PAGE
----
COVID-19 impact on labour market & employment
THE human resources of a country play an important role not only in the economic development but also for the social well-being of the country.
Moreover, large population size and lack of proper management of human resources can also lead to some sort of social disorder and distress and cause curtailing of the economic performance.
Because of ever increasing population growth, Pakistan is facing difficulty in optimal social spending ie healthcare, education, housing and unemployment etc.
In this scenario, the advent and spread of COVID-19 has further aggravated the situation.
Fully cognizant of this, the federal government has and continues to take several steps and appropriate measures for overhauling of the ailing structure of the national economy and implementing remedial measures particularly for human capital development.
During lingering COVID-19 pandemic, currently in its third wave, protection and creation of jobs is the second biggest challenge after the health crisis in Pakistan.
The pandemic has quite obviously aversely impacted employment and labour productivity by impeding growth in various economic sectors.
State Bank of Pakistan had taken different measures to cope with the situation and effectively counter the effects of COVID-19 like support to firms in paying wages to their employees amid the lockdown to prevent layoffs under the Rozgar Scheme.
Furthermore, the revival of construction industry through appropriate timely measures of the federal government during pandemic is also one of the major initiatives of the government for employment generation in the country.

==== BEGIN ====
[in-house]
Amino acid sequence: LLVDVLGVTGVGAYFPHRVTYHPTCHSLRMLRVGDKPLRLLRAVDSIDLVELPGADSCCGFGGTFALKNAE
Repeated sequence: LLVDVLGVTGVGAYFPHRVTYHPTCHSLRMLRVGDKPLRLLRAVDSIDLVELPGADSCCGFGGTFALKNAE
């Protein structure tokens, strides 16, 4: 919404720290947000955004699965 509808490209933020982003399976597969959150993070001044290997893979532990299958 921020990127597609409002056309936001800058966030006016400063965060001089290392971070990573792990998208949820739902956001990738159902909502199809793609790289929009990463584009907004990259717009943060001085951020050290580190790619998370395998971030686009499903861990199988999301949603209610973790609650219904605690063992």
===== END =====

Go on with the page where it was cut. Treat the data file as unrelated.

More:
Undoubtedly, the COVID-19 pandemic has had devastating effect not only on human life but also posed an unprecedented challenge to the public health and economic growth.
Pakistan has also borne the economic brunt of COVID-19 pandemic that had resulted in negative growth of -0.47 per cent in FY 2020, job losses, falling income and deteriorating social indicators.
According to “Special Survey for Evaluating Socio-Economic Impact of COVID-19 on Well-being of people”, conducted by Pakistan Bureau of Statistics, almost half of the working population was affected due to closure of businesses and lockdown.
As per Pakistan Bureau of Statistics, prior to COVID-19, the country’s working population was 35 per cent (55.75 million).
However, in pandemic closure of economic activities due to imposition of lockdown for health safety, this number had declined to 35.04 million which indicated that people had either lost their jobs or were not able to work.
In July 2020, the federal government announced comprehensive package for the construction industry in the country.
This opening of sectors in which daily wagers were working along with fiscal stimulus and monetary measures commendably resulted in the recovery of the national economy.
Quite appreciably, it was reported that 33 per cent (52.56 million) working population in the country were back more or less on their original or appropriately alternative jobs and resumed working.